It only takes one good swimmer. Junior high sex-ed class made us believe that if a boy so much as sneezed on you, you could get pregnant. And if he managed to get precum in the vicinity of your vagina? Well, you might as well start planning your baby shower. But now that we're adults, we were curious: What are the odds of pregnancy by precum, really? So we spoke to two sexual health MDs to find out.
Before men climax, they release a fluid known as pre-ejaculation, or pre-cum. Pre-cum comes out right before semen, which has live sperm that can lead to pregnancy. Read on to learn how and why. Pre-cum is a lubricant produced by a gland in the penis. In fact, a study found mobile sperm present in the pre-cum of nearly 17 percent of its male participants.
When not using a condom or other barrier method during sex, liquid from the penis can enter the vagina without either party knowing. Even with the best form of protection, it is always possible that sexual intercourse can result in an unintended pregnancy. In this article, we discuss precum and the risk of getting pregnant from this preejaculate fluid. Before ejaculating, the penis releases fluid that people many call precum, or preejaculate. Precum comes out involuntarily before ejaculation. The fluid is partially for lubrication. Since sperm can stay in the urethra, urinating before having sex may reduce the chance that semen will mix with the precum. Precum itself is a lubricant, but that does not mean that it cannot transport semen or sperm from the penis to the vagina. Precum is also not voluntary.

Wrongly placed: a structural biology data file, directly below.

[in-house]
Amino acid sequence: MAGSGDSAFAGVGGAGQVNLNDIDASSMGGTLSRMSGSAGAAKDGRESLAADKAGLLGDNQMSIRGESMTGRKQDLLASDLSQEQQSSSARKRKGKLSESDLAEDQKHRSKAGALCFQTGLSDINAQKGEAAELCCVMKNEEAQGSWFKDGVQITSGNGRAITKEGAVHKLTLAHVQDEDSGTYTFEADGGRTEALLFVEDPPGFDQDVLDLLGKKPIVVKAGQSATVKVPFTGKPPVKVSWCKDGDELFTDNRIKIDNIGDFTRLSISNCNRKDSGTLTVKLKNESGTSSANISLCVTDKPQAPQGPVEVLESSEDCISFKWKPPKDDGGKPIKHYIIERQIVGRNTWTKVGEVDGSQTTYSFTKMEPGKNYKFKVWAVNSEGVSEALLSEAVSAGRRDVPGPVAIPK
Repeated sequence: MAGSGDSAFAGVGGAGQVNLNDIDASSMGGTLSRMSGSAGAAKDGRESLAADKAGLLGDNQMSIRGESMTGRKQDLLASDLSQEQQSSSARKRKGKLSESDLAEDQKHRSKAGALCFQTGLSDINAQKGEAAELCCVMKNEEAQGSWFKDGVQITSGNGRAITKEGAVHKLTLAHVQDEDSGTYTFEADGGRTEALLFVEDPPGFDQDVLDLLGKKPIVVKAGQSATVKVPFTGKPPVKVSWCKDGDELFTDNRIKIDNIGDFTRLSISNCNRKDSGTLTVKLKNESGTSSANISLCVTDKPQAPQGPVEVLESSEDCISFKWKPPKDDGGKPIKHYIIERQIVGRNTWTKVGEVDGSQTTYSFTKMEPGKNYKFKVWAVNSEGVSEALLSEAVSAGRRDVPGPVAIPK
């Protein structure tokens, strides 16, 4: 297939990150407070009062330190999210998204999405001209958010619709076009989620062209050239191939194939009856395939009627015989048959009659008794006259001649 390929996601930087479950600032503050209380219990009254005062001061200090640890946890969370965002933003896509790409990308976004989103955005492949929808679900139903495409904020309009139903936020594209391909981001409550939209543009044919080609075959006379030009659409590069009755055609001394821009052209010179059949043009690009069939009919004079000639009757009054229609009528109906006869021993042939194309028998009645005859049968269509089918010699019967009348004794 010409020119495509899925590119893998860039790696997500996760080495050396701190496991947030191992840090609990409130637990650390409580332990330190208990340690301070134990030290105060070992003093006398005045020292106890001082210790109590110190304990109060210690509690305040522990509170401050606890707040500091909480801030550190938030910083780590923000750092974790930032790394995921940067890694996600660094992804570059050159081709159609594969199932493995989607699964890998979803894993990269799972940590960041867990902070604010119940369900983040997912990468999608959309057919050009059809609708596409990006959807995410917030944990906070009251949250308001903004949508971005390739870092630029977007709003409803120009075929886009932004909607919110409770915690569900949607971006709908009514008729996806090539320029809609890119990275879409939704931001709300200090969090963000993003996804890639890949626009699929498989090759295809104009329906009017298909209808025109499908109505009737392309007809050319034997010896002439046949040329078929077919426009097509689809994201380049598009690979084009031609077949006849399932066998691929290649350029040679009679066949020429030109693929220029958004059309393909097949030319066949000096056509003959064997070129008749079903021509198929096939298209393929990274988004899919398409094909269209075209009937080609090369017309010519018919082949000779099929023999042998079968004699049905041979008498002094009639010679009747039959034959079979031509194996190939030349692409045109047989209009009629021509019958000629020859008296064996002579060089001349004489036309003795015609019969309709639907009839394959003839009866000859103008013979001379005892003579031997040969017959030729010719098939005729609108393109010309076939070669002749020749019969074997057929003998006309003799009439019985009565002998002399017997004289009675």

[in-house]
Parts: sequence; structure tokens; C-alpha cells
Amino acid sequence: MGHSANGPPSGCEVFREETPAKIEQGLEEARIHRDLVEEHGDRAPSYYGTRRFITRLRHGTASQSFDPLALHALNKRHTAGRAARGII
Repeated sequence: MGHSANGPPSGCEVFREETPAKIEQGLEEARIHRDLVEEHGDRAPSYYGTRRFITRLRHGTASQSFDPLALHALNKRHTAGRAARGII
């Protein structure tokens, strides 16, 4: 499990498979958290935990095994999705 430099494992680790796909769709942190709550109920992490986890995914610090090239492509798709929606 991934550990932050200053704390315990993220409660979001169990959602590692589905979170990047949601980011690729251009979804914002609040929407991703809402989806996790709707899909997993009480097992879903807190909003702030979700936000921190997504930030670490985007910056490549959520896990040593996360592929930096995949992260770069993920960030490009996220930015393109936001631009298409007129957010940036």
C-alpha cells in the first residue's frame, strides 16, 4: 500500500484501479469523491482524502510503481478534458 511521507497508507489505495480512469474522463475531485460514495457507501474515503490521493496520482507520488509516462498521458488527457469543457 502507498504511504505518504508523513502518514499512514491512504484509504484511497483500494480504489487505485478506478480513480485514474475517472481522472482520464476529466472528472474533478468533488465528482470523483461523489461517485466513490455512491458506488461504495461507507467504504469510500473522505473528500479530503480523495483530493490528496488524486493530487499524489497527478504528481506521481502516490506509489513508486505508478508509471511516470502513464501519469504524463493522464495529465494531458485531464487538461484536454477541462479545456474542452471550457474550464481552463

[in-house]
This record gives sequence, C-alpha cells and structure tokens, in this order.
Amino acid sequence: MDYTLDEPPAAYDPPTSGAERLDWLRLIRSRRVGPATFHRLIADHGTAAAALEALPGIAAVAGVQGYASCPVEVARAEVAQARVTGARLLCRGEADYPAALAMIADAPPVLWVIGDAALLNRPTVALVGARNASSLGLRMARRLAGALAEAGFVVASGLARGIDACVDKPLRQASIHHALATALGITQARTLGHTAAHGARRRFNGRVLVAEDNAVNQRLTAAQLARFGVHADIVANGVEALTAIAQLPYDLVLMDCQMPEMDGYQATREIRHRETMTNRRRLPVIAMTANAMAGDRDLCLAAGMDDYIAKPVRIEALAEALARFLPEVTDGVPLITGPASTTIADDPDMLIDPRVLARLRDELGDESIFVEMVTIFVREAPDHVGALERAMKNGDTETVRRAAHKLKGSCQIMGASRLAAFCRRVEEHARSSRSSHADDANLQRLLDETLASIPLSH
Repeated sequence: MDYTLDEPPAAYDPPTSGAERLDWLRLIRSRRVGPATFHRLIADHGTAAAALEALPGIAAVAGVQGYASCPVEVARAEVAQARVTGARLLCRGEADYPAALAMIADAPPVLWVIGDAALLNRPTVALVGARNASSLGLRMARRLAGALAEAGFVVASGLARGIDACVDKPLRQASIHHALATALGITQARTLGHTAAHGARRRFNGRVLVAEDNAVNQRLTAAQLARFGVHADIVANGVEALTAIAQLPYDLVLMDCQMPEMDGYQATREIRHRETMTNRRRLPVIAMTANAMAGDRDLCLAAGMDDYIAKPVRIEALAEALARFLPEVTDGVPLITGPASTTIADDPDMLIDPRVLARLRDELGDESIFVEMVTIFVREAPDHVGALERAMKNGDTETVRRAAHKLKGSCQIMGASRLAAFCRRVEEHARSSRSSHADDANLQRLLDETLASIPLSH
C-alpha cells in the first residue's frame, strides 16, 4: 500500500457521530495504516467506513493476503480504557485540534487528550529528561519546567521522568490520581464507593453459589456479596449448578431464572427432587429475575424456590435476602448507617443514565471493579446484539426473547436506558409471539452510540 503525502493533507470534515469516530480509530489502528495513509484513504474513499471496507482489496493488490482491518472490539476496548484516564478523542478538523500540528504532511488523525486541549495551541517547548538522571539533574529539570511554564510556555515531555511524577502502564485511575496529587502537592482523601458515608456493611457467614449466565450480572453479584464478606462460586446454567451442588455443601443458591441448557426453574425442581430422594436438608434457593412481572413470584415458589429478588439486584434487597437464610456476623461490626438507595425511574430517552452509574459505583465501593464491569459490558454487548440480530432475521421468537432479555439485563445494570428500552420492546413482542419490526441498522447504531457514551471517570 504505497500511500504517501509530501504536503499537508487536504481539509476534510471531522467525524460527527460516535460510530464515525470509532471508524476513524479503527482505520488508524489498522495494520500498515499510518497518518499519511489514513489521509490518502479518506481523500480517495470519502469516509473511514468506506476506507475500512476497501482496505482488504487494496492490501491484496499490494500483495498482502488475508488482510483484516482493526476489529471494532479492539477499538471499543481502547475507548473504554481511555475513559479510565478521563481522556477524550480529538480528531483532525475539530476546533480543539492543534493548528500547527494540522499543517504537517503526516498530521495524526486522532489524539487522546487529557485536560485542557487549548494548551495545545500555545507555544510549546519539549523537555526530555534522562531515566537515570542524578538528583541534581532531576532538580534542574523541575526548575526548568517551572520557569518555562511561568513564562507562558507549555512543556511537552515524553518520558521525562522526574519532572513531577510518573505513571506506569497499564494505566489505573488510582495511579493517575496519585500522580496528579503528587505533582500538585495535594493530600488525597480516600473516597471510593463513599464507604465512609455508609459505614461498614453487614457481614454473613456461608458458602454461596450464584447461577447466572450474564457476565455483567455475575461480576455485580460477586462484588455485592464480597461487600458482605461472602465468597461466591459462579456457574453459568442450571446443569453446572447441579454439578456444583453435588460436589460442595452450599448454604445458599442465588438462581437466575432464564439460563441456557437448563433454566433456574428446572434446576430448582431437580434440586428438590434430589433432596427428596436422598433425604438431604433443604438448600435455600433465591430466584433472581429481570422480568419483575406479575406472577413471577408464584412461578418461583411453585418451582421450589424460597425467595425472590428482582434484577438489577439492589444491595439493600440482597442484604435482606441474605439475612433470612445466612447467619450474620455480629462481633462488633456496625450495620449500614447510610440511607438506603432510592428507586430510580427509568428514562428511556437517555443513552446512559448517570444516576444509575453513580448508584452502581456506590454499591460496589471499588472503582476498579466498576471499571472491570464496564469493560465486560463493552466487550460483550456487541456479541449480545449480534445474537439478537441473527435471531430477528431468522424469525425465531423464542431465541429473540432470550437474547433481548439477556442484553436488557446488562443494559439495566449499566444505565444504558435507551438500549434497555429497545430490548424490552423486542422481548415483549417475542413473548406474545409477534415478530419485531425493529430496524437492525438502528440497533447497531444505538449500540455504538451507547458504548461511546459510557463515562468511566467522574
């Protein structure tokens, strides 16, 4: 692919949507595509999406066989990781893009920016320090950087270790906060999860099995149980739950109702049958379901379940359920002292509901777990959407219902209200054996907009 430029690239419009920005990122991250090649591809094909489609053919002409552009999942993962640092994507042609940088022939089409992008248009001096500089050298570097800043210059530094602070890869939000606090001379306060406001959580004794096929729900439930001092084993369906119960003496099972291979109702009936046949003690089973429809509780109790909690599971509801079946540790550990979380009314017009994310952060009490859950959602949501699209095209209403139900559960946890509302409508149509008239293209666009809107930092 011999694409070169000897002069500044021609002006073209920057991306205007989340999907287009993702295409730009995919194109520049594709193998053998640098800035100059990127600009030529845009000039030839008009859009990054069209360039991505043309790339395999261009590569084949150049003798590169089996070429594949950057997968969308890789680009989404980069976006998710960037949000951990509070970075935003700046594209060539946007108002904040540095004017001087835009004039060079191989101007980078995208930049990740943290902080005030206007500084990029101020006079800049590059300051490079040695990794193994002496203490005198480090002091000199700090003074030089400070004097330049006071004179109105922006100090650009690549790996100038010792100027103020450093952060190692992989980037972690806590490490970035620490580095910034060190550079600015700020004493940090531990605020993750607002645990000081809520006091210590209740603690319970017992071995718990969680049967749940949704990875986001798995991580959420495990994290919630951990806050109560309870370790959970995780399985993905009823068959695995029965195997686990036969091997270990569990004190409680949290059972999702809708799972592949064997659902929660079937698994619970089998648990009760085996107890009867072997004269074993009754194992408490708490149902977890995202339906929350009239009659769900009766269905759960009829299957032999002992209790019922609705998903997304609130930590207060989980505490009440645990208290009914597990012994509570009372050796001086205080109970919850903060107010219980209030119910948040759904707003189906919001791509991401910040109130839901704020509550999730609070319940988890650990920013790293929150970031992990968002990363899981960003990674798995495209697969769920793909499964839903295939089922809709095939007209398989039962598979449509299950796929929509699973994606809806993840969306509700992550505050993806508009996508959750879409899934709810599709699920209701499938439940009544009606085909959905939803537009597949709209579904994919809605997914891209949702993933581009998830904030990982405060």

Back to Pregnancy. Yes, although the risk of getting pregnant in this way is very low. If you want to avoid getting pregnant, you should use contraception. A man's semen the liquid produced when he ejaculates or "comes" contains millions of sperm. One ejaculation can contain more than million sperm. As soon as the penis is erect, before the man ejaculates, a liquid called pre-ejaculate is produced. This liquid can contain thousands of sperm.